'Normcore': Blending in is the new standing out

Just when fashion was in grave danger of running out of trends, it only went and invented the non-trend. Rebecca Gonsalves investigates
Dance’s new leading ladies fight back: How female vocalists are now writing their own hits

New leading ladies of dance fight back

How female vocalists are now writing their own hits
Mystery of the Ground Zero wedding photo

A shot in the dark

Mystery of the wedding photo from Ground Zero
His life, the universe and everything

His life, the universe and everything

New biography sheds light on comic genius of Douglas Adams
Save us from small screen superheroes

Save us from small screen superheroes

Shows like Agents of S.H.I.E.L.D are little more than marketing tools
Reach for the skies

Reach for the skies

From pools to football pitches, rooftop living is looking up
These are the 12 best hotel spas in the UK

12 best hotel spas in the UK

Some hotels go all out on facilities; others stand out for the sheer quality of treatments
These Iranian-controlled Shia militias used to specialise in killing American soldiers. Now they are fighting Isis, backed up by US airstrikes

Widespread fear of Isis is producing strange bedfellows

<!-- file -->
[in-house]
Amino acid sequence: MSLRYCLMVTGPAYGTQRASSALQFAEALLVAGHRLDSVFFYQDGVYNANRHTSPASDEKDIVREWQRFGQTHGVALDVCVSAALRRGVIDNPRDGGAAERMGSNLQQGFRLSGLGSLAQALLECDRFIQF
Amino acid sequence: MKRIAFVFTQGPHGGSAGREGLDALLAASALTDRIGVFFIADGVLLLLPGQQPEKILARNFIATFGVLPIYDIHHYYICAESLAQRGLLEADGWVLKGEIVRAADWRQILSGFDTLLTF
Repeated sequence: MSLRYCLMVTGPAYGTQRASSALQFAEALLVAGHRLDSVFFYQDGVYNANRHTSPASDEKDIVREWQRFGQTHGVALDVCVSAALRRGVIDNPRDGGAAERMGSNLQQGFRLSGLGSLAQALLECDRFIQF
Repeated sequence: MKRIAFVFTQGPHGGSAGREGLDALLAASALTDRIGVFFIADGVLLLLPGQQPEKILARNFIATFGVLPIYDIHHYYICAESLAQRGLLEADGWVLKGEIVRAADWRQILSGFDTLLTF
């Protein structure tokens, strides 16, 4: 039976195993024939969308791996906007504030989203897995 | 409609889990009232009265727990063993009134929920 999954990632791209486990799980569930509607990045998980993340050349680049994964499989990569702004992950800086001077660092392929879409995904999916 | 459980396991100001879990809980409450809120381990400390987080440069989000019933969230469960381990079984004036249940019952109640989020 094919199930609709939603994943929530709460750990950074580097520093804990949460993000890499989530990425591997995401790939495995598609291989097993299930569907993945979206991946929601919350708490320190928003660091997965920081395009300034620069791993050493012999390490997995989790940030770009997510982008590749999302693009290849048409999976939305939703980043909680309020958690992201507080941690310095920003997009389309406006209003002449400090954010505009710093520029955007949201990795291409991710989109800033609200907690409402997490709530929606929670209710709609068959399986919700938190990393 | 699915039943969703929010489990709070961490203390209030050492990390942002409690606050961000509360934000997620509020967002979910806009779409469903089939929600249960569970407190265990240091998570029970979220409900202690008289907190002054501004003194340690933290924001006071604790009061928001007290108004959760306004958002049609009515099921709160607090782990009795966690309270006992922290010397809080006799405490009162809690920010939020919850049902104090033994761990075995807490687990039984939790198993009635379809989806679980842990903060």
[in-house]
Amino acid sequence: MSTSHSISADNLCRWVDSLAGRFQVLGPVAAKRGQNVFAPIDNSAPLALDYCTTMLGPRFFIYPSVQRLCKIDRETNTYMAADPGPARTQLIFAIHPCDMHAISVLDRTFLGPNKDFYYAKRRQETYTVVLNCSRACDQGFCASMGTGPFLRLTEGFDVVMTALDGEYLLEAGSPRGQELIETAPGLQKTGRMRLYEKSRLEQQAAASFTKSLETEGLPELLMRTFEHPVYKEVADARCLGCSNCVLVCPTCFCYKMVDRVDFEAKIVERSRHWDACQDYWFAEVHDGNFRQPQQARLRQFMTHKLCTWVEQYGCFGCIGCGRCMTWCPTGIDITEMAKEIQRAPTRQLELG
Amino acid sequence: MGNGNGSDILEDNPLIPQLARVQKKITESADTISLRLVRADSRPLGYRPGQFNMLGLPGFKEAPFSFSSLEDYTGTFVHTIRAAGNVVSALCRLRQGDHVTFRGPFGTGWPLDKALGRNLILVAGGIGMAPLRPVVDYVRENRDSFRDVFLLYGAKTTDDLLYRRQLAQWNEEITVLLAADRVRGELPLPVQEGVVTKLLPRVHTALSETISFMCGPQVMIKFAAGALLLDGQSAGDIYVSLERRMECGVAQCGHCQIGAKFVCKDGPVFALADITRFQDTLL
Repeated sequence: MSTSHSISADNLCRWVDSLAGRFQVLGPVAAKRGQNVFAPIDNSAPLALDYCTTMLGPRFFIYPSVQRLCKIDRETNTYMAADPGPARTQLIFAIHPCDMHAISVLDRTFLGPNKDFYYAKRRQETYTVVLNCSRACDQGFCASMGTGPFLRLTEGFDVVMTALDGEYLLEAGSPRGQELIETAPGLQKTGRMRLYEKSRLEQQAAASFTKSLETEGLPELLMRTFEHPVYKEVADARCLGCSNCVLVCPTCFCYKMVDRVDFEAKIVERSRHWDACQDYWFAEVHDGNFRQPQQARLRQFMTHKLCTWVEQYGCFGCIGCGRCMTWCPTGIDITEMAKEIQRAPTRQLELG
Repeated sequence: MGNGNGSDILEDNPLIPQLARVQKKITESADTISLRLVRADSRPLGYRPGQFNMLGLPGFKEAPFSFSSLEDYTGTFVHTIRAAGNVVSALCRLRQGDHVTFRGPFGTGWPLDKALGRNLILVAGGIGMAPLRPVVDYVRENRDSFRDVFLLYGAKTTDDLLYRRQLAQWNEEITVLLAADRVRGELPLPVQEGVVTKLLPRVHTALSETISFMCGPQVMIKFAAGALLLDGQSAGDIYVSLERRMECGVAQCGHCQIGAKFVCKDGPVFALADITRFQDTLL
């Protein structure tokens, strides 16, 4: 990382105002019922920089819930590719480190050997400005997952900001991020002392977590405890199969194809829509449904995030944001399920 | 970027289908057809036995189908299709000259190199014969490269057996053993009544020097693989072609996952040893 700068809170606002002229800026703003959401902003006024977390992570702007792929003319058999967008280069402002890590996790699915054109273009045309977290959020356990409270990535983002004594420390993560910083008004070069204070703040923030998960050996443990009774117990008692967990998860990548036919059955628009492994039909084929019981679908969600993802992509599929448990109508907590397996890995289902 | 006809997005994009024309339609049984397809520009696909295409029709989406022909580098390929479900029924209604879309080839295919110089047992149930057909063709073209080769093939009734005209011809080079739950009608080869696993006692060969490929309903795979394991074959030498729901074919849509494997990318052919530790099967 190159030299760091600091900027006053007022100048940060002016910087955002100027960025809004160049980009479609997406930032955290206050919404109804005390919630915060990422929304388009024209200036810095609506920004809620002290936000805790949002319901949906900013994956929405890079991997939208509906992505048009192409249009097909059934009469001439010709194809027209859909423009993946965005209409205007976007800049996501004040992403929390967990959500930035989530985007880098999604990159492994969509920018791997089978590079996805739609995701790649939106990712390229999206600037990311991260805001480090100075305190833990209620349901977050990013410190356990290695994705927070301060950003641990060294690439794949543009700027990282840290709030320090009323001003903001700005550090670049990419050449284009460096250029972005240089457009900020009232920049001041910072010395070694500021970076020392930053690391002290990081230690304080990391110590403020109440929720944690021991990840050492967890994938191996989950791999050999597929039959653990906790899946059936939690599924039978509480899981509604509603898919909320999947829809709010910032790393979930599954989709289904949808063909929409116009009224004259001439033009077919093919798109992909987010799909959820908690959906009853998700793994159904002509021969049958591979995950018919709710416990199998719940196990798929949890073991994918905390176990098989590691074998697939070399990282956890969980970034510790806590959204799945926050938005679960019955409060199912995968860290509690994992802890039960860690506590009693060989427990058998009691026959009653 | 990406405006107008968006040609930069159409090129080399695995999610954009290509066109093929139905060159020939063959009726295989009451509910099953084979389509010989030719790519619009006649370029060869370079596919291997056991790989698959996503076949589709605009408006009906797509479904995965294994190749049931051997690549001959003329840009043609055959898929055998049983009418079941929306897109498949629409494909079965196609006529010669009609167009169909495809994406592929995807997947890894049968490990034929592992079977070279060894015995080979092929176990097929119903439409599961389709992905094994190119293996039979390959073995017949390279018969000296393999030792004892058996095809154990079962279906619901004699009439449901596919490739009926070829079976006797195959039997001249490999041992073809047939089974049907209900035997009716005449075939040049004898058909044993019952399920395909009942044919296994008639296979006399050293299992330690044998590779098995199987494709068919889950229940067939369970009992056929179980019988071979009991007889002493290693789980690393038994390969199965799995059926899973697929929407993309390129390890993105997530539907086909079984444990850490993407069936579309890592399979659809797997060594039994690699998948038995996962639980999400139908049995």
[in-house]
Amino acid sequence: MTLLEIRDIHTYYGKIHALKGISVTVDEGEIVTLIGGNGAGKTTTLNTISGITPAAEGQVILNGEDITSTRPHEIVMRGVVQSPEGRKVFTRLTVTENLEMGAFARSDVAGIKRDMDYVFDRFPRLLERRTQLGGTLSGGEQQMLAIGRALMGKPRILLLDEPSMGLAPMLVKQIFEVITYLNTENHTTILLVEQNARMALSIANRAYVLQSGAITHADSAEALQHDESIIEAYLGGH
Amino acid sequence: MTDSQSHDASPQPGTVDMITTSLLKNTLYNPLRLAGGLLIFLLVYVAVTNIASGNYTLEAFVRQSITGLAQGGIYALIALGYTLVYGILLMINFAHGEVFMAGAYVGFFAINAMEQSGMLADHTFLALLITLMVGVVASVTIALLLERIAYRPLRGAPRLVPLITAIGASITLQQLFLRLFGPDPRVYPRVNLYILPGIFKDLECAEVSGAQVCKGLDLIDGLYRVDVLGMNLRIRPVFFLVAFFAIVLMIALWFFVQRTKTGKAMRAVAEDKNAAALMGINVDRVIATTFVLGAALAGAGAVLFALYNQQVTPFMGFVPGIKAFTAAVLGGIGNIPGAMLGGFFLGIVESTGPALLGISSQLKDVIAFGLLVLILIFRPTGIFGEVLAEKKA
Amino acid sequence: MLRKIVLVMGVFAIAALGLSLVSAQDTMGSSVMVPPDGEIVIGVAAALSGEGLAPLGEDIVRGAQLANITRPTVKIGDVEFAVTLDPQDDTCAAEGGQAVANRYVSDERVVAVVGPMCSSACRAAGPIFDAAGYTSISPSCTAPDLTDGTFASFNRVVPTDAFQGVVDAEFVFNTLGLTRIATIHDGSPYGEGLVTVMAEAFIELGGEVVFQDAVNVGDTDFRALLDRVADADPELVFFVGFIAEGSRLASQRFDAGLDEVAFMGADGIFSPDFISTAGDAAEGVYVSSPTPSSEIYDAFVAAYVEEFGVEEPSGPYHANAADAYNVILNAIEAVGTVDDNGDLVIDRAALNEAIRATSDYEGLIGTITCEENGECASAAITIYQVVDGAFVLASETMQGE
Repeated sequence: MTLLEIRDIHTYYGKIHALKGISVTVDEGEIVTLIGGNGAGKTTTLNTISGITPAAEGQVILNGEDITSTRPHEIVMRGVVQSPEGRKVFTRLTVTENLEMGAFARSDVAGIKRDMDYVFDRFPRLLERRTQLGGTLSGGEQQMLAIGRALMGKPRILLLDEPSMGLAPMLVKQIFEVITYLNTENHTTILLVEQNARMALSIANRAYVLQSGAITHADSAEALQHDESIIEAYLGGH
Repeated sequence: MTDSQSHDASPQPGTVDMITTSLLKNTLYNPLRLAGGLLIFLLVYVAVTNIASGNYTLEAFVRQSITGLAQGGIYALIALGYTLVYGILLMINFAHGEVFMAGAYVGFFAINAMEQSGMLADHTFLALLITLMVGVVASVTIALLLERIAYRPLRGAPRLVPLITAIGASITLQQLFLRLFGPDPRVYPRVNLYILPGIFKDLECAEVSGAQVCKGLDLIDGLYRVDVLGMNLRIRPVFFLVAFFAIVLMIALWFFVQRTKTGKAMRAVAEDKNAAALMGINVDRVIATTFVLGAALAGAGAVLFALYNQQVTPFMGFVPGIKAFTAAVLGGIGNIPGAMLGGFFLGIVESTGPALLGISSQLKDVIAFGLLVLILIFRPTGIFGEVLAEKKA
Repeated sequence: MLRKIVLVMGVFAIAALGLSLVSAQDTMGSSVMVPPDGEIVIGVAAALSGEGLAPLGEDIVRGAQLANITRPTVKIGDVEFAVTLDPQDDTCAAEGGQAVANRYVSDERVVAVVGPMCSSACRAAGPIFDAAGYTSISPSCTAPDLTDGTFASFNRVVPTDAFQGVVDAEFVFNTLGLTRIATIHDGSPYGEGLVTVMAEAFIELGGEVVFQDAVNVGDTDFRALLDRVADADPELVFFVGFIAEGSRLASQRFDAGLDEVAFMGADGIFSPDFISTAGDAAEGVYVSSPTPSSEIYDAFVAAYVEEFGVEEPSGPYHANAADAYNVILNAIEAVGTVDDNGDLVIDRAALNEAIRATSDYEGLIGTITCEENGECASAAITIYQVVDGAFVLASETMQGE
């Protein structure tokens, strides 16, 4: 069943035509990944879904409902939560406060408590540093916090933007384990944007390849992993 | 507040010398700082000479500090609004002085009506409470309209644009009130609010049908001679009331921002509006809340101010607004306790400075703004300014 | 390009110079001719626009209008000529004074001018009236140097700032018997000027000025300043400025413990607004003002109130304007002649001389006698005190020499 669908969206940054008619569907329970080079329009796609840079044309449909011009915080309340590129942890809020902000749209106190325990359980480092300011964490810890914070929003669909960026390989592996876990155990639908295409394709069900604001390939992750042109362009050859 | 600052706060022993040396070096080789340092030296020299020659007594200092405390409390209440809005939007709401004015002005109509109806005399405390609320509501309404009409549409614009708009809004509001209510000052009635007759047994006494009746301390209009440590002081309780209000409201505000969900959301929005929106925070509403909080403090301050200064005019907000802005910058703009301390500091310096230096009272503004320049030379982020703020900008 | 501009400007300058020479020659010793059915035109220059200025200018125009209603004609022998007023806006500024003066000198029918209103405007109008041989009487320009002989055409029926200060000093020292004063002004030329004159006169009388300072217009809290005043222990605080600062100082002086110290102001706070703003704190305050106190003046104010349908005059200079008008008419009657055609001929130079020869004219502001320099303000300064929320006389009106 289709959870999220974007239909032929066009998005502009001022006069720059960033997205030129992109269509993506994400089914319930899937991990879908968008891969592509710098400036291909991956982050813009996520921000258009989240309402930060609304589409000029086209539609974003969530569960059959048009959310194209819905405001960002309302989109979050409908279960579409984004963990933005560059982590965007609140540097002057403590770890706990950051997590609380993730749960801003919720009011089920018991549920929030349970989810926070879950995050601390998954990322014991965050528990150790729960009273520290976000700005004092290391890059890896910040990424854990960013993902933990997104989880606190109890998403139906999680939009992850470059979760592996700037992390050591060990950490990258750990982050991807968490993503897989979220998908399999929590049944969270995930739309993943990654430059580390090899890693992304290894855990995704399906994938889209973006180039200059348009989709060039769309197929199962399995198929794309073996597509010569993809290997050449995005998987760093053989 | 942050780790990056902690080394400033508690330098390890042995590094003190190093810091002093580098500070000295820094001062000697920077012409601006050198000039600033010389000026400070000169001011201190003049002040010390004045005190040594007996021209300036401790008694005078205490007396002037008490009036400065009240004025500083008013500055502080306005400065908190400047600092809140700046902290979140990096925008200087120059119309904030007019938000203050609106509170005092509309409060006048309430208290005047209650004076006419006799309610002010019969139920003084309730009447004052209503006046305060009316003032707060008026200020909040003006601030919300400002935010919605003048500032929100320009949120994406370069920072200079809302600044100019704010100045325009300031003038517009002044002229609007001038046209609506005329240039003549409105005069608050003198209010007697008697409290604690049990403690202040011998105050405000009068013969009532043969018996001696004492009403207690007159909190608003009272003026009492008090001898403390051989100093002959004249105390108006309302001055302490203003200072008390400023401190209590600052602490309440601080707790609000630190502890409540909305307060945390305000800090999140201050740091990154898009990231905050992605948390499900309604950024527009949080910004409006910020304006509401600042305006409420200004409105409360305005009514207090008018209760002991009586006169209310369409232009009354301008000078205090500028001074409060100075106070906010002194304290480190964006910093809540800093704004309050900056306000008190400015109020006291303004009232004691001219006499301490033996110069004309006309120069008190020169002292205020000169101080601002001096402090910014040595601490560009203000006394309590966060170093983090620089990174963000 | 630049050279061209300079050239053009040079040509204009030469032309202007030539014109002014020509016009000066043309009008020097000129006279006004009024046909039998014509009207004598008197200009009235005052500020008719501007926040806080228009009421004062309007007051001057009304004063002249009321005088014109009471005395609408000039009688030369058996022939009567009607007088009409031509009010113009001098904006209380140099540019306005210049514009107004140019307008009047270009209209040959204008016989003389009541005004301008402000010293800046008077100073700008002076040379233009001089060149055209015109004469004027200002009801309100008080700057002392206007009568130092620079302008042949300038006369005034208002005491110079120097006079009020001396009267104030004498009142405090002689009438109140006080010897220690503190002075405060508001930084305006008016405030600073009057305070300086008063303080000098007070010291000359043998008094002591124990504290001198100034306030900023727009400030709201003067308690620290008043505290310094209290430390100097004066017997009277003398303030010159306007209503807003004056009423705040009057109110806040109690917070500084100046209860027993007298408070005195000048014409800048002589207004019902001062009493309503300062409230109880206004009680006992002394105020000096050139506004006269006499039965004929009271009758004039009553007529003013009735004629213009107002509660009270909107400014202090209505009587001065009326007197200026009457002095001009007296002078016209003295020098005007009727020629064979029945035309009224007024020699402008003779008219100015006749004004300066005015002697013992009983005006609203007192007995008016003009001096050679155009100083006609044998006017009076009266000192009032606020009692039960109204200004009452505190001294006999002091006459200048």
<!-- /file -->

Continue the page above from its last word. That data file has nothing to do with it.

Iranian-controlled Shia militias that used to kill American soldiers are now fighting Isis, helped by US airstrikes
Topshop goes part Athena poster, part last spring Prada

Topshop goes part Athena poster, part last spring Prada

Shoppers don't come to Topshop for the unique
How to make a Lego masterpiece

How to make a Lego masterpiece

Toy breaks out of the nursery and heads for the gallery
Meet the ‘Endies’ – city dwellers who are too poor to have fun

Meet the ‘Endies’ – city dwellers who are too poor to have fun

Urbanites are cursed with an acronym pointing to Employed but No Disposable Income or Savings
Paisley’s decision to make peace with IRA enemies might remind the Arabs of Sadat

Ian Paisley’s decision to make peace with his IRA enemies

His Save Ulster from Sodomy campaign would surely have been supported by many a Sunni imam